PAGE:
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Stephen Gill on Organizational Learning

My name is Stephen J. Gill. I’m author of Developing a Learning Culture in Nonprofit Organizations (SAGE, 2010)*. This might not sound like a book for evaluators, but it is. The book is about how the process of collecting, reflecting on, and learning from evaluative information can help nonprofits become more successful organizations. Nineteen evaluation tools from the book are available for downloading at http://www.sagepub.com/learnculstudy/chapters.htm.

Rad Resource: One of these tools that you can put to use immediately with any organization is the Organizational Learning Readiness Worksheet. This tool asks your clients to indicate to what extent seven principles are characteristic of their organizations. Do they observe each principle “not at all; never see it,” “occasionally see evidence,” or is “evidence all around us”? Then, most importantly, you should discuss the meaning of the ratings with your clients. Help them decide what they need and want to do to become more ready for organizational learning and change.

The seven statements are:

  1. We integrate and align our organization’s mission, people, processes, resources, structures, and culture.
  2. Each of our organization’s activities is an element of a process that is continuously improved through knowledge enhancement.
  3. We don’t rely on quick fixes to our performance deficits.
  4. Learning is continuous over the long term in order to achieve meaningful results.
  5. Learning is leveraged so that relatively small interventions result in long-term major changes for the organization.
  6. Each of our employees and volunteers is responsible for the system in which he or she works.
  7. The collective learning of all employees and volunteers is an essential aspect of capacity building.

You can download a pre-formatted PDF worksheet with the above seven items here: http://bit.ly/orglearningreadiness

*remember that as an AEA member you would receive 20% off on this title if you order directly from SAGE – sign into the AEA website with your username and password to look up the passcodes.

This contribution is from the aea365 Daily Tips blog, by and for evaluators, from the American Evaluation Association. Please consider contributing – send a note of interest to aea365@eval.org.

4 thoughts on “Stephen Gill on Organizational Learning”

  1. Martz goes on to say in that blog: “The evaluative organization is one that reaches beyond performance measurement and monitoring to embrace the relentless pursuit of quality and value by thinking and acting evaluatively to improve organizational performance.” I think this comment is very important. If an “evaluative organization” is one in which individuals, teams, and the organization as-a-whole are continually learning and learning how to learn from evaluation, then that fits with how I think about a learning culture. The important distinction for me is that it’s not about improving specific programs and activities (although that’s important, too). It’s about the whole organization learning how to be more effective and learning how to learn how to be more effective.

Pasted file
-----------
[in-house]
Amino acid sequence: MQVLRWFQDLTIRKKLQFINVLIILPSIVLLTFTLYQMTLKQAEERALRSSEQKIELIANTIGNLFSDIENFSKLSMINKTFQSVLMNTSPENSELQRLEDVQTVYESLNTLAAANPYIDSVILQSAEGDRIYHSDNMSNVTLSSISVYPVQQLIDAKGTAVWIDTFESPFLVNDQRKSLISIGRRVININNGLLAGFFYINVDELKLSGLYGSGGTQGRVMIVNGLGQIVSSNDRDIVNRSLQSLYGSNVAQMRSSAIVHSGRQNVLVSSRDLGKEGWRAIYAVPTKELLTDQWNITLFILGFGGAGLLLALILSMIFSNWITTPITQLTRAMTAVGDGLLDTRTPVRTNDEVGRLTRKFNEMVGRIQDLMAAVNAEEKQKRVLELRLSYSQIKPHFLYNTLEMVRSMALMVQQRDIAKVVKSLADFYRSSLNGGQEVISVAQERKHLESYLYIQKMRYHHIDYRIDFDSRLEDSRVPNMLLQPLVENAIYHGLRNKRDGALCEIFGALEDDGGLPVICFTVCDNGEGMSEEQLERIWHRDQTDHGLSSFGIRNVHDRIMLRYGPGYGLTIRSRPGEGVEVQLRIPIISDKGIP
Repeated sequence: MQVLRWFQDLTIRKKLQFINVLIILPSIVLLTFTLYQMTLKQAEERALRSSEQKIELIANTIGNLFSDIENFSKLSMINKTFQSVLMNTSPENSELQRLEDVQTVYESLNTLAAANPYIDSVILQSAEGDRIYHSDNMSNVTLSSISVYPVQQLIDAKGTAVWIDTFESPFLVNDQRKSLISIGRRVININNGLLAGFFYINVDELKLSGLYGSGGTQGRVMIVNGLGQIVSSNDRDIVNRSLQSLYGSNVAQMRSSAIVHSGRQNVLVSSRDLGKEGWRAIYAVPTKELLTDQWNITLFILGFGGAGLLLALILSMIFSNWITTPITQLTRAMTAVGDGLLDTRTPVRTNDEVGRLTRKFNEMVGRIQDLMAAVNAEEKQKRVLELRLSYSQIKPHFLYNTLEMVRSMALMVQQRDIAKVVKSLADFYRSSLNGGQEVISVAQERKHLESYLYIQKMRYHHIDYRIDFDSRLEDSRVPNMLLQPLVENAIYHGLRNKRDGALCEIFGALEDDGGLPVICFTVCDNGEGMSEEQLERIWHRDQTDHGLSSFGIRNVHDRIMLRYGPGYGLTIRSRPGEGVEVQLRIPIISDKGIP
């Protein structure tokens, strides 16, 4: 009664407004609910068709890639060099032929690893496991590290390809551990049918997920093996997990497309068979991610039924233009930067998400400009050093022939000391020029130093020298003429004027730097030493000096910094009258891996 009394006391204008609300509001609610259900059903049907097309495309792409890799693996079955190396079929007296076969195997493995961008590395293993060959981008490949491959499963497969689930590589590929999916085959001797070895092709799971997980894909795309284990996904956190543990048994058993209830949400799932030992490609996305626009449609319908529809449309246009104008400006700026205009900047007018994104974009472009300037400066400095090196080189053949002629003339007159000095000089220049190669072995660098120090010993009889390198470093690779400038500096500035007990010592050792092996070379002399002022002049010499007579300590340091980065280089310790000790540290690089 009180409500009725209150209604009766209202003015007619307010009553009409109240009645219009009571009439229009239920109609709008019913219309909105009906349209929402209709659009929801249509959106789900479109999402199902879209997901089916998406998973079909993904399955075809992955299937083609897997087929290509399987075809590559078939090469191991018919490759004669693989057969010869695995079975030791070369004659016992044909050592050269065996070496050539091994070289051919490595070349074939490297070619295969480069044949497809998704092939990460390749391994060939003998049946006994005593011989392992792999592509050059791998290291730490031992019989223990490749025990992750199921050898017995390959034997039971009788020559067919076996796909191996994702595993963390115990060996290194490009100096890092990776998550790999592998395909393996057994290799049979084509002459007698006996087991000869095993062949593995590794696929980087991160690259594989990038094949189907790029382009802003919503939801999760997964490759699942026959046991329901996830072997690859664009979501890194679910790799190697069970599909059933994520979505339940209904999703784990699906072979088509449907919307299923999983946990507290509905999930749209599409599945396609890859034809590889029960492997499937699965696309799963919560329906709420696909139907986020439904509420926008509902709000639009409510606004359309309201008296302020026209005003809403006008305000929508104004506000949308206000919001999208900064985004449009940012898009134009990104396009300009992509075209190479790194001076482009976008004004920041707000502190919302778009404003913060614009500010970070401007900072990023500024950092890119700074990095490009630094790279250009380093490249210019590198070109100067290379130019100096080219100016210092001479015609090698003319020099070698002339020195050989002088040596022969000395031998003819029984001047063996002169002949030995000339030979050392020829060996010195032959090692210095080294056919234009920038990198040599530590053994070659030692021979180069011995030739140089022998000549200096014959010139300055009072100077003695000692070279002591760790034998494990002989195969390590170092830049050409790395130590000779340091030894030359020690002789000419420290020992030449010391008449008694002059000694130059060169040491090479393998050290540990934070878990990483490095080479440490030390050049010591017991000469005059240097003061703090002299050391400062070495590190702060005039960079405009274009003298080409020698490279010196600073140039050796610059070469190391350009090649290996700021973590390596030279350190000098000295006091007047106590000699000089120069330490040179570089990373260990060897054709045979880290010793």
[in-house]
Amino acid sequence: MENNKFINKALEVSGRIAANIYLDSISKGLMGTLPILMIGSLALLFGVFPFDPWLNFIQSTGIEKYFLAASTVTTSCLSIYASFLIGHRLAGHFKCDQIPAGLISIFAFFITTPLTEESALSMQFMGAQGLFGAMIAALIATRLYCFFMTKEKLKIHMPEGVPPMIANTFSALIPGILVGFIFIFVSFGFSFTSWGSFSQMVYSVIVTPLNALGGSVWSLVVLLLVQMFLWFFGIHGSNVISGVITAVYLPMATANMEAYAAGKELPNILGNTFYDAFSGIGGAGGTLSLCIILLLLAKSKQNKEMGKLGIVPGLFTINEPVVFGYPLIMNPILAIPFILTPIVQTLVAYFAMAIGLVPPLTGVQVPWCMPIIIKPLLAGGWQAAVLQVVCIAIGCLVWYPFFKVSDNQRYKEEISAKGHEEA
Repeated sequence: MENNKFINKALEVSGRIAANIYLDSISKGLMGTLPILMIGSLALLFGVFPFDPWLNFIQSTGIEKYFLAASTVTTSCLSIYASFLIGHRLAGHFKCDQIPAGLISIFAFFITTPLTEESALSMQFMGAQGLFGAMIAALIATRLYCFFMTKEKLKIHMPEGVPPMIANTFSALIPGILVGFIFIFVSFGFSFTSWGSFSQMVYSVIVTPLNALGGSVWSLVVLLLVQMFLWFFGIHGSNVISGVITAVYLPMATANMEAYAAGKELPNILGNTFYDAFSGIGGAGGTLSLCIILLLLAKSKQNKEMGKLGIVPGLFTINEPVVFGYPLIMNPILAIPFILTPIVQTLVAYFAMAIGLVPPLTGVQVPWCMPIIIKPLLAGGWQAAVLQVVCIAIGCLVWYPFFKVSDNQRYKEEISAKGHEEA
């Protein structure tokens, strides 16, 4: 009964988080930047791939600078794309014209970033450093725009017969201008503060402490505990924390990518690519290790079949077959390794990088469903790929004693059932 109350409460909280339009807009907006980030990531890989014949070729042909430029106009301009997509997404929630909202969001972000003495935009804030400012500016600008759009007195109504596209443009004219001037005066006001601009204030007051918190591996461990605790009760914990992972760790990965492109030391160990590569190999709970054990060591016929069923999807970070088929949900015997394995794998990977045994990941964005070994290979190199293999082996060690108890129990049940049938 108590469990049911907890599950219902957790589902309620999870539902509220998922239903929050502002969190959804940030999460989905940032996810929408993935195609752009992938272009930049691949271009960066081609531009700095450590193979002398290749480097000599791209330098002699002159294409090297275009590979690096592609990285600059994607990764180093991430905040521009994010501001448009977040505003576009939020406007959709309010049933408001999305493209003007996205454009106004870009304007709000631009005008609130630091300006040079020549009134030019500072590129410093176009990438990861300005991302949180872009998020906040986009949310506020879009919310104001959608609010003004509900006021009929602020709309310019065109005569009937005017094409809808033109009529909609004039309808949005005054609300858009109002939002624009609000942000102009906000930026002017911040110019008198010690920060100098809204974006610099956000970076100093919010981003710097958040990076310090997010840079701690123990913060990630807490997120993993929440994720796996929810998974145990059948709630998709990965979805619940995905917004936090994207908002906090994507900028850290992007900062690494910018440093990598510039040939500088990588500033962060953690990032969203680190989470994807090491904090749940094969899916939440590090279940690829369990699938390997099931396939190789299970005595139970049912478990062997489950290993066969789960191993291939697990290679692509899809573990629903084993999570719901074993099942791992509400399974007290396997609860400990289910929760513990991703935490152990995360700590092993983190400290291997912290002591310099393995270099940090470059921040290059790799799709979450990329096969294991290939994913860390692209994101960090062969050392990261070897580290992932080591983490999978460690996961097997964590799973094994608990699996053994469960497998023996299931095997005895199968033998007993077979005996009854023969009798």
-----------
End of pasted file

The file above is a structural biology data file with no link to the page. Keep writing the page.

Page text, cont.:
2. Curious to know your thoughts on the notion of an “evaluative orgnization” as defined by Wes Martz who states:

    the evaluative organization fully integrates the evaluative attitude and culture into its business processes and utilizes information that has been specifically collected to determine the effectiveness of a particular process or activity and its contribution to organizational performance. What’s more, an evaluative organization recognizes that learning enables the organization to adapt to its environment and enhances organizational learning by assessing the merit of initiatives resulting from the learning process and their contributions toward improved organizational performance.

    You can more at http://bit.ly/EmIjn


  3. Marcus, I agree with you completely. I think “learning organization” is a misnomer. What we should be striving for in our organizations is a culture that supports on-going learning. I’m hoping this Organizational Readiness Worksheet (as well as the other tools in the book) will stimulate thinking about what it means to be constantly learning and applying that learning to achieving goals. Thanks for your comment.

  4. Hi Stephen,

    Organizational learning and learning organizations are research interests of mine. I think one of the biggest misconceptions of organizational learning is the fallacy of becoming a learning organization. I’ve heard and read countless cases of organizations striving to become learning organizations, as if it were the ultimate goal. But, many researchers (and I agree) have argued that becoming a learning organization is not an end-goal, but rather a continual process. This is why I think that Q’s 2 and 4 of the org learning readiness worksheet are integral; they emphasize the continuous aspect of learning.

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